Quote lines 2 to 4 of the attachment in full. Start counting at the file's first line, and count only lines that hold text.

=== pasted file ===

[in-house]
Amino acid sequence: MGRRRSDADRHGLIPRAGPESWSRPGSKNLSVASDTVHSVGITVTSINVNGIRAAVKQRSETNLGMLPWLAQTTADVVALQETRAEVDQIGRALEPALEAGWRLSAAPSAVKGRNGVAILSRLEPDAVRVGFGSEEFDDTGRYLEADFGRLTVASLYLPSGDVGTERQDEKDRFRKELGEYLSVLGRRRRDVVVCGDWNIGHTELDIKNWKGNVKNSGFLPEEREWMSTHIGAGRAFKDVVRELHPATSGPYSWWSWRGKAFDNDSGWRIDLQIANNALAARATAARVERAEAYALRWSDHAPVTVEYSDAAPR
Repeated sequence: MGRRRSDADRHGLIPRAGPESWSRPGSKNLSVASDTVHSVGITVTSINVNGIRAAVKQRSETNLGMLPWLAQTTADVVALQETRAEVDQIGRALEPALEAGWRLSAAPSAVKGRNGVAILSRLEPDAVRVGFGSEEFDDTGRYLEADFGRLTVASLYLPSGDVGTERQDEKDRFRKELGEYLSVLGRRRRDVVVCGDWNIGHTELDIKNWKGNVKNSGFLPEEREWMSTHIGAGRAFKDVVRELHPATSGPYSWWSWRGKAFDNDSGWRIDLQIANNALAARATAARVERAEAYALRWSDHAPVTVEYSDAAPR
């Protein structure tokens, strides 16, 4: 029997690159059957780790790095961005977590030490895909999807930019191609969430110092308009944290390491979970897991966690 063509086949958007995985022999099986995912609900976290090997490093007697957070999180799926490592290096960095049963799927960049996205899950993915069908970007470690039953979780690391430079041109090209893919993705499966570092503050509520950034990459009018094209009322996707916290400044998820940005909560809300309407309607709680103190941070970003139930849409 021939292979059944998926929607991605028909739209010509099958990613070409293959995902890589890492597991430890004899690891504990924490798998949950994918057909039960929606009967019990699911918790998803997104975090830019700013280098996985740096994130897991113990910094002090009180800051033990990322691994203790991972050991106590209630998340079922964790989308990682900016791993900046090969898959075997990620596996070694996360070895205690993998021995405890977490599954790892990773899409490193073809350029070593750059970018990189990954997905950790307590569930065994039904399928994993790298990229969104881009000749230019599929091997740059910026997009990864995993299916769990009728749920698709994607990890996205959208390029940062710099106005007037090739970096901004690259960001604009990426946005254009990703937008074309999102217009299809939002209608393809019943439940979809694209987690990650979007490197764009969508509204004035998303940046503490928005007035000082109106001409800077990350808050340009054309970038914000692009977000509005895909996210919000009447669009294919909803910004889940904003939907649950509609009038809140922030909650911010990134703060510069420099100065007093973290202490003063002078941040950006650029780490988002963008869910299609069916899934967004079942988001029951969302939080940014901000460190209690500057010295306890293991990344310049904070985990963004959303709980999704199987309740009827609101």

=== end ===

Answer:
Amino acid sequence: MGRRRSDADRHGLIPRAGPESWSRPGSKNLSVASDTVHSVGITVTSINVNGIRAAVKQRSETNLGMLPWLAQTTADVVALQETRAEVDQIGRALEPALEAGWRLSAAPSAVKGRNGVAILSRLEPDAVRVGFGSEEFDDTGRYLEADFGRLTVASLYLPSGDVGTERQDEKDRFRKELGEYLSVLGRRRRDVVVCGDWNIGHTELDIKNWKGNVKNSGFLPEEREWMSTHIGAGRAFKDVVRELHPATSGPYSWWSWRGKAFDNDSGWRIDLQIANNALAARATAARVERAEAYALRWSDHAPVTVEYSDAAPR
Repeated sequence: MGRRRSDADRHGLIPRAGPESWSRPGSKNLSVASDTVHSVGITVTSINVNGIRAAVKQRSETNLGMLPWLAQTTADVVALQETRAEVDQIGRALEPALEAGWRLSAAPSAVKGRNGVAILSRLEPDAVRVGFGSEEFDDTGRYLEADFGRLTVASLYLPSGDVGTERQDEKDRFRKELGEYLSVLGRRRRDVVVCGDWNIGHTELDIKNWKGNVKNSGFLPEEREWMSTHIGAGRAFKDVVRELHPATSGPYSWWSWRGKAFDNDSGWRIDLQIANNALAARATAARVERAEAYALRWSDHAPVTVEYSDAAPR
């Protein structure tokens, strides 16, 4: 029997690159059957780790790095961005977590030490895909999807930019191609969430110092308009944290390491979970897991966690 063509086949958007995985022999099986995912609900976290090997490093007697957070999180799926490592290096960095049963799927960049996205899950993915069908970007470690039953979780690391430079041109090209893919993705499966570092503050509520950034990459009018094209009322996707916290400044998820940005909560809300309407309607709680103190941070970003139930849409 021939292979059944998926929607991605028909739209010509099958990613070409293959995902890589890492597991430890004899690891504990924490798998949950994918057909039960929606009967019990699911918790998803997104975090830019700013280098996985740096994130897991113990910094002090009180800051033990990322691994203790991972050991106590209630998340079922964790989308990682900016791993900046090969898959075997990620596996070694996360070895205690993998021995405890977490599954790892990773899409490193073809350029070593750059970018990189990954997905950790307590569930065994039904399928994993790298990229969104881009000749230019599929091997740059910026997009990864995993299916769990009728749920698709994607990890996205959208390029940062710099106005007037090739970096901004690259960001604009990426946005254009990703937008074309999102217009299809939002209608393809019943439940979809694209987690990650979007490197764009969508509204004035998303940046503490928005007035000082109106001409800077990350808050340009054309970038914000692009977000509005895909996210919000009447669009294919909803910004889940904003939907649950509609009038809140922030909650911010990134703060510069420099100065007093973290202490003063002078941040950006650029780490988002963008869910299609069916899934967004079942988001029951969302939080940014901000460190209690500057010295306890293991990344310049904070985990963004959303709980999704199987309740009827609101």